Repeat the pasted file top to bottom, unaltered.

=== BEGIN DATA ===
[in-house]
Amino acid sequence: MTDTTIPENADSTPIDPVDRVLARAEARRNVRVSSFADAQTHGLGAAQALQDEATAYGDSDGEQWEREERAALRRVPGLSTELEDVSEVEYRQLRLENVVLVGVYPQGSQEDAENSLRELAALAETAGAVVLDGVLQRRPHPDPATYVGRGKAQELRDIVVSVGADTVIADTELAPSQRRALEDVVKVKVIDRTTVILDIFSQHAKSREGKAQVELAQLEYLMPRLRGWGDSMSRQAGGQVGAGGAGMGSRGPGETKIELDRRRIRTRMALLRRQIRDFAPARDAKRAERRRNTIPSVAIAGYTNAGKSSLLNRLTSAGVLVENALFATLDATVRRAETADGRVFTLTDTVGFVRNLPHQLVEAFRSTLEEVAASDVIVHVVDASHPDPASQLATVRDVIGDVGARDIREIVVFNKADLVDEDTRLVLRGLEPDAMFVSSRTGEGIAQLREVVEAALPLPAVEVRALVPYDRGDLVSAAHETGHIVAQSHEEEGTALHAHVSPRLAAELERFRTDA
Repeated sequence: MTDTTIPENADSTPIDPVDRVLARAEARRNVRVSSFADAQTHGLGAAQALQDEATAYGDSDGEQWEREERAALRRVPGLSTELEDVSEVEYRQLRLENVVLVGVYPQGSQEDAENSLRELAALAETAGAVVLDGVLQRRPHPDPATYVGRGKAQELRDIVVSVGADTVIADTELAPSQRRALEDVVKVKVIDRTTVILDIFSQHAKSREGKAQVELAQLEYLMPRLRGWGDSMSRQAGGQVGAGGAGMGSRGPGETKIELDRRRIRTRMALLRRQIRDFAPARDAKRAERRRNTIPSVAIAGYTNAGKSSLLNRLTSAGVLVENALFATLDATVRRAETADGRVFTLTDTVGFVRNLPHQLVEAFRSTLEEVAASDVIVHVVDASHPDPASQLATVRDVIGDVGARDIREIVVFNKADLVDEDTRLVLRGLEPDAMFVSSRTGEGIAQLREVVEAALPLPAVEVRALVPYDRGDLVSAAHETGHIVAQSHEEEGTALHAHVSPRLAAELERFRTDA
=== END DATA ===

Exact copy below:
[in-house]
Amino acid sequence: MTDTTIPENADSTPIDPVDRVLARAEARRNVRVSSFADAQTHGLGAAQALQDEATAYGDSDGEQWEREERAALRRVPGLSTELEDVSEVEYRQLRLENVVLVGVYPQGSQEDAENSLRELAALAETAGAVVLDGVLQRRPHPDPATYVGRGKAQELRDIVVSVGADTVIADTELAPSQRRALEDVVKVKVIDRTTVILDIFSQHAKSREGKAQVELAQLEYLMPRLRGWGDSMSRQAGGQVGAGGAGMGSRGPGETKIELDRRRIRTRMALLRRQIRDFAPARDAKRAERRRNTIPSVAIAGYTNAGKSSLLNRLTSAGVLVENALFATLDATVRRAETADGRVFTLTDTVGFVRNLPHQLVEAFRSTLEEVAASDVIVHVVDASHPDPASQLATVRDVIGDVGARDIREIVVFNKADLVDEDTRLVLRGLEPDAMFVSSRTGEGIAQLREVVEAALPLPAVEVRALVPYDRGDLVSAAHETGHIVAQSHEEEGTALHAHVSPRLAAELERFRTDA
Repeated sequence: MTDTTIPENADSTPIDPVDRVLARAEARRNVRVSSFADAQTHGLGAAQALQDEATAYGDSDGEQWEREERAALRRVPGLSTELEDVSEVEYRQLRLENVVLVGVYPQGSQEDAENSLRELAALAETAGAVVLDGVLQRRPHPDPATYVGRGKAQELRDIVVSVGADTVIADTELAPSQRRALEDVVKVKVIDRTTVILDIFSQHAKSREGKAQVELAQLEYLMPRLRGWGDSMSRQAGGQVGAGGAGMGSRGPGETKIELDRRRIRTRMALLRRQIRDFAPARDAKRAERRRNTIPSVAIAGYTNAGKSSLLNRLTSAGVLVENALFATLDATVRRAETADGRVFTLTDTVGFVRNLPHQLVEAFRSTLEEVAASDVIVHVVDASHPDPASQLATVRDVIGDVGARDIREIVVFNKADLVDEDTRLVLRGLEPDAMFVSSRTGEGIAQLREVVEAALPLPAVEVRALVPYDRGDLVSAAHETGHIVAQSHEEEGTALHAHVSPRLAAELERFRTDA